Archive for the ‘ Profiles ’ Category

Now Playing: Keeping Score with Lennie Merullo, the oldest living Cub

Despite hailing from the Boston area, Lennie Merullo is a Cub through and through. The spry, 97-year-old former shortstop is the last surviving link to the team’s most recent World Series appearance in 1945 and is the oldest living Cub. After his seven-year playing career ended, Merullo remained with the organization for decades as a scout and said he truly bleeds Cubbie blue. He still watches every game, and his house is filled with memorabilia from his years on the North Side.

Vine Line caught up with Merullo when was honored at the park in early June. To read the complete interview, pick up the August issue.

From the Pages of Vine Line: Our July Q&A with Ernie Banks and Derek Jeter

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(Photo courtesy New York Yankees)

Mr. Cub and Mr. November. When it comes to playing shortstop in the major leagues, it’s hard to do better than Cubs legend Ernie Banks and all-time Yankees great Derek Jeter.

Between them, they have 28 All-Star appearances, two MVP Awards (with 10 top-10 finishes) and six Gold Gloves. They have also amassed nearly 6,000 hits and 800 home runs. Banks was inducted into the Hall of Fame in 1977. Assuming Jeter holds firm on his decision to retire after this season, he just needs the calendar to turn to 2019 for his certain enshrinement.

Both enjoyed long and distinguished careers with one organization; both spawned memorable moments and were the faces of their respective franchises; and both became great ambassadors for the game.

When Derek Jeter made a rare interleague appearance in Chicago this past May, Vine Line and Yankees Magazine couldn’t let the opportunity to get the two iconic players together slip away.

Yankees Magazine Editor-in-Chief Alfred Santasiere III spoke to the man affectionately known as Mr. Cub and the Yankees captain about playing a demanding defensive position, spending their entire careers with a single team, playing at the Friendly Confines and more.

For baseball fans, it doesn’t get any better than this.

Vine Line: First of all, it’s an honor to be here with two of the greatest shortstops the game has ever seen. Thank you both. Mr. Jeter, how did Mr. Banks, who is over 6 feet tall, impact the future of the position?

Derek Jeter: I’ve had the opportunity to meet Phil Rizzuto and Pee Wee Reese, who were two of the other great shortstops from Mr. Banks’ era. Those guys epitomized who played that position back then—shorter guys without a lot of power. Mr. Banks redefined the position, and he really paved the way for taller players like me to get the opportunity to play shortstop.

Ernie Banks: Who were the shortstops you watched when you were growing up?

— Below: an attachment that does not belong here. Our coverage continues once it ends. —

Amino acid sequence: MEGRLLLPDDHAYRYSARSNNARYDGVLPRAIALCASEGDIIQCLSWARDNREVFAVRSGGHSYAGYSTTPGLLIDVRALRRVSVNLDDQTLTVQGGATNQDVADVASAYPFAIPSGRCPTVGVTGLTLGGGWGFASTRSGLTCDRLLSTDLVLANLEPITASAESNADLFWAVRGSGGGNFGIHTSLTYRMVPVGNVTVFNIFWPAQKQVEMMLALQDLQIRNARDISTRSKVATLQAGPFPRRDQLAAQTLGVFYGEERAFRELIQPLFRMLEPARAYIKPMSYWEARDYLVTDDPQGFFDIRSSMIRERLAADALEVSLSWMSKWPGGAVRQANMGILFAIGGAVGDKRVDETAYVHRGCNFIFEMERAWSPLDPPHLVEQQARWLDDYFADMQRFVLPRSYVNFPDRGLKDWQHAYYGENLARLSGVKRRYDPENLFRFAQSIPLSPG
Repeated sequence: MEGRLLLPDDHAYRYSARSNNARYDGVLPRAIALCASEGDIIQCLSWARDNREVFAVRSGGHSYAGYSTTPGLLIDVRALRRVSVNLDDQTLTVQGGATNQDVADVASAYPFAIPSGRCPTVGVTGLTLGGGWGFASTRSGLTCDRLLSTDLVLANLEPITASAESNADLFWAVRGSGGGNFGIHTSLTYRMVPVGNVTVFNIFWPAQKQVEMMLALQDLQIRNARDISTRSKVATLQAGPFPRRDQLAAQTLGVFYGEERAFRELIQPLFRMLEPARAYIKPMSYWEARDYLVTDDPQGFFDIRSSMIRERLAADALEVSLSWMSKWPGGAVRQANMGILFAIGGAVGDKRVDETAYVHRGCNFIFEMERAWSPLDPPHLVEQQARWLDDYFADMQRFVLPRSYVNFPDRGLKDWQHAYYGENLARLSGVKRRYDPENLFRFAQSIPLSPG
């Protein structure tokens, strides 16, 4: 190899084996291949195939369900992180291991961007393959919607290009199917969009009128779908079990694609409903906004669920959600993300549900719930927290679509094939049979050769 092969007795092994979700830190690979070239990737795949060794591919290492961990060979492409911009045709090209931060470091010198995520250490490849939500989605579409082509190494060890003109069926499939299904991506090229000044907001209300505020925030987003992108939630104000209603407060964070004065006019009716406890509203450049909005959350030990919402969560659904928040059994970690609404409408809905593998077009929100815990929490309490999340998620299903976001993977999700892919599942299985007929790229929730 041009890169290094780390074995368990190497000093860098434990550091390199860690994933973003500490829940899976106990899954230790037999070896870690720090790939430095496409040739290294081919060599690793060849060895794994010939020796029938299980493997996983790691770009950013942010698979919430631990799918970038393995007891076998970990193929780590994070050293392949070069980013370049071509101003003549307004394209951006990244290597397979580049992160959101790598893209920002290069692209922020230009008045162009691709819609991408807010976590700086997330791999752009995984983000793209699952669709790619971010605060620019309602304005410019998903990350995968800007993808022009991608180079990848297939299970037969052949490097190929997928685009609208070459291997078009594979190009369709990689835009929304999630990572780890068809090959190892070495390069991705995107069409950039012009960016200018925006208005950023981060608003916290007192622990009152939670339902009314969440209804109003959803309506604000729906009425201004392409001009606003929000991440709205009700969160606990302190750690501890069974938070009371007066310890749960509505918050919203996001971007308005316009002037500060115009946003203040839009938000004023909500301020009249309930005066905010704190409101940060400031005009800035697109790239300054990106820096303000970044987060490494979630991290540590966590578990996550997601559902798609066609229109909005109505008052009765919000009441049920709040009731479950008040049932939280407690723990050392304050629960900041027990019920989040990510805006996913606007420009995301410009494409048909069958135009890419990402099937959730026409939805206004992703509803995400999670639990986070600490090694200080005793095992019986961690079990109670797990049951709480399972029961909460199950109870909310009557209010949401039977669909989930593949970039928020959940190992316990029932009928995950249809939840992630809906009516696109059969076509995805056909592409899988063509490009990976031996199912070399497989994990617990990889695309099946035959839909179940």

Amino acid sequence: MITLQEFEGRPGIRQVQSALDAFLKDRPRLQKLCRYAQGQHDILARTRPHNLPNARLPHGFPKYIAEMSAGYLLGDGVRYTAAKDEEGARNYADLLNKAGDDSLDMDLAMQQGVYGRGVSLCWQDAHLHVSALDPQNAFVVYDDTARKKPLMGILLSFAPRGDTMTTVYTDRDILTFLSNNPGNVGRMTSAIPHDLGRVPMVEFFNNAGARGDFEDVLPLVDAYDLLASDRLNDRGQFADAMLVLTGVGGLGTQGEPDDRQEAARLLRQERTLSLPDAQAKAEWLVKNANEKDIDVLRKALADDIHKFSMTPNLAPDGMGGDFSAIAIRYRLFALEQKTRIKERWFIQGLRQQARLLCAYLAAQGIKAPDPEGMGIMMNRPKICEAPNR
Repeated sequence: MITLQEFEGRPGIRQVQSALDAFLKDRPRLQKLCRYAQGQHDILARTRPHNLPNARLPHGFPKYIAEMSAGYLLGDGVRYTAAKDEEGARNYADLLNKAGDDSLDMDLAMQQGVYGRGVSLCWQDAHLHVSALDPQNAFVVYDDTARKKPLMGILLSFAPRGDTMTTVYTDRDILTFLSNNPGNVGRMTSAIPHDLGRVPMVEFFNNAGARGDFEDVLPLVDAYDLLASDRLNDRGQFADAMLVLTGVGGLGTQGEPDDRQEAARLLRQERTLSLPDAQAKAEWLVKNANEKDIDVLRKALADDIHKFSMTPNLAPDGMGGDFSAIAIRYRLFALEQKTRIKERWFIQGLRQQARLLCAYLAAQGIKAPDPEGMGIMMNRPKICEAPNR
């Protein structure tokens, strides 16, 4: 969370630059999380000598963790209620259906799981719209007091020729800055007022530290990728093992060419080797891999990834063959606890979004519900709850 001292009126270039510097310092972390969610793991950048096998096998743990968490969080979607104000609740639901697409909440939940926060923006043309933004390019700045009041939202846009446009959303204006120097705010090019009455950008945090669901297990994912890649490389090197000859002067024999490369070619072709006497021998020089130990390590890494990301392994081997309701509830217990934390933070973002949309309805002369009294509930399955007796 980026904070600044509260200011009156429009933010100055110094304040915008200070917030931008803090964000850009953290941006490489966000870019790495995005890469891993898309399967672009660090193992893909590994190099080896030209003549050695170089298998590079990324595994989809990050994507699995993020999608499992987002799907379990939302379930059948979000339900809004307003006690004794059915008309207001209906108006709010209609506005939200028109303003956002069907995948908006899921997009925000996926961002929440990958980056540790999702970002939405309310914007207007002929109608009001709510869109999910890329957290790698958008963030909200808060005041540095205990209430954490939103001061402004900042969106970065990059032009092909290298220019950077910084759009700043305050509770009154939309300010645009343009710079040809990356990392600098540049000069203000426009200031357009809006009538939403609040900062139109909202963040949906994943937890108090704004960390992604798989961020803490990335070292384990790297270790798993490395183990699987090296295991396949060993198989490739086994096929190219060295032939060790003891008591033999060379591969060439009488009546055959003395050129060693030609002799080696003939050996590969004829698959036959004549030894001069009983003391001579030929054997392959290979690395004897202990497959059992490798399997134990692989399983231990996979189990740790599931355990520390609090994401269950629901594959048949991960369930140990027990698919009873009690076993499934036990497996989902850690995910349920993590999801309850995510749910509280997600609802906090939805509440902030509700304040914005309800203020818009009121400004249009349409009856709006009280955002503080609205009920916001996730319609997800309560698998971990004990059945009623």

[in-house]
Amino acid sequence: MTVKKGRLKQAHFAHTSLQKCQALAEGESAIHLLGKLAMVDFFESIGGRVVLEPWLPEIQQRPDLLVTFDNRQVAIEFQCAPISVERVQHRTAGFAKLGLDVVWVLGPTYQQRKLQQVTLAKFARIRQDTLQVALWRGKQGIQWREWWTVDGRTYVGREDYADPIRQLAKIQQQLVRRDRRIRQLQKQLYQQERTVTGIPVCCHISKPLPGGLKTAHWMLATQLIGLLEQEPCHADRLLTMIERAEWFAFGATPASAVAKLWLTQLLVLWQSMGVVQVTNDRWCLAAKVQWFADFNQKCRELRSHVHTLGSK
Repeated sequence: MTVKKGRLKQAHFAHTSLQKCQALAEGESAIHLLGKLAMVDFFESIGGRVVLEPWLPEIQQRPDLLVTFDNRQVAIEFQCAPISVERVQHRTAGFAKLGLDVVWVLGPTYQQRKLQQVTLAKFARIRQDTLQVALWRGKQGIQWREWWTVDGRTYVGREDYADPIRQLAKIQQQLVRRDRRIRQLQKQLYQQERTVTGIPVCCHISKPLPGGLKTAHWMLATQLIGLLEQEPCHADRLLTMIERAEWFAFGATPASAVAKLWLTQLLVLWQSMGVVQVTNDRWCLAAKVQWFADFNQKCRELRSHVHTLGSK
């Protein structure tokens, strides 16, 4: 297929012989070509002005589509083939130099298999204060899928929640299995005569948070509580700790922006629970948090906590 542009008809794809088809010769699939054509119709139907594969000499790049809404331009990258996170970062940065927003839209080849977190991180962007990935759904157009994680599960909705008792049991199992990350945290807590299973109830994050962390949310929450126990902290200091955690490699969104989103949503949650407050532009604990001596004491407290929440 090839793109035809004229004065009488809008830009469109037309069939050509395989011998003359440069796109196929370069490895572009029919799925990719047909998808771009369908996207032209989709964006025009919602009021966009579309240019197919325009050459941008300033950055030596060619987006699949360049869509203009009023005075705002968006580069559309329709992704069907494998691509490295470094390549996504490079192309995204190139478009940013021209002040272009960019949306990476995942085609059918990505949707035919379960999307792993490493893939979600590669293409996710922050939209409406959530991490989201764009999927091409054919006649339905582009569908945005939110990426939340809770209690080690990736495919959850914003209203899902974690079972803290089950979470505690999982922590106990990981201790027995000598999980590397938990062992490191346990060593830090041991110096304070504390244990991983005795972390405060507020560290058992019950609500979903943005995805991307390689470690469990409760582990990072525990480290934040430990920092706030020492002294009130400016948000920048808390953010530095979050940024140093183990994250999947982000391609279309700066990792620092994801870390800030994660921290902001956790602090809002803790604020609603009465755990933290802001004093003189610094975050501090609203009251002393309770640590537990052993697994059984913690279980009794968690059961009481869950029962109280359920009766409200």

DJ: I was a big Cal Ripken Jr. fan. He’s 6 foot 4, and he played the position as well as anyone I had seen. I also liked watching Barry Larkin, who played his college ball in my home state of Michigan. Alan Trammell played for the Detroit Tigers, and they were on TV a lot in my house when I was growing up, so I got to see him play frequently.

EB: Why didn’t they ever move you to third base?

DJ: I don’t know. I’m still trying to figure that out.

VL: Mr. Banks, what are your thoughts on Mr. Jeter’s ability to play such a demanding position so well for nearly two decades?

EB: Well, he’s a remarkable player, and that’s proven by the fact that he is still playing shortstop. We all slow down a little as we get older. I moved to first base after about 10 seasons at shortstop. But Derek has done what no one else has, and that’s remarkable.

VL: How much does it mean to each of you to have played for one team your entire careers—and to be synonymous with those teams?

DJ: Playing my entire career in New York has always been important to me. I’ve been fortunate because in this day and age, it’s more difficult to stay with one team than when Mr. Banks was playing. With free agency, there is so much player movement, and teams get rid of players when there are younger players available who can play the same position a little better. But I can’t imagine playing anywhere else.

EB: It means the world to me. We played all day games in Chicago back then because they didn’t have lights at Wrigley Field until 1988. That was something I got used to and really enjoyed. The only night games we played were when we were on the road. Like Derek said, I couldn’t have imagined what it would have been like to play for another team. If I had played for another team and I had to play most of the games at night, it would have felt like every game was an away game for me.

VL: How would each of you describe your respective fan bases?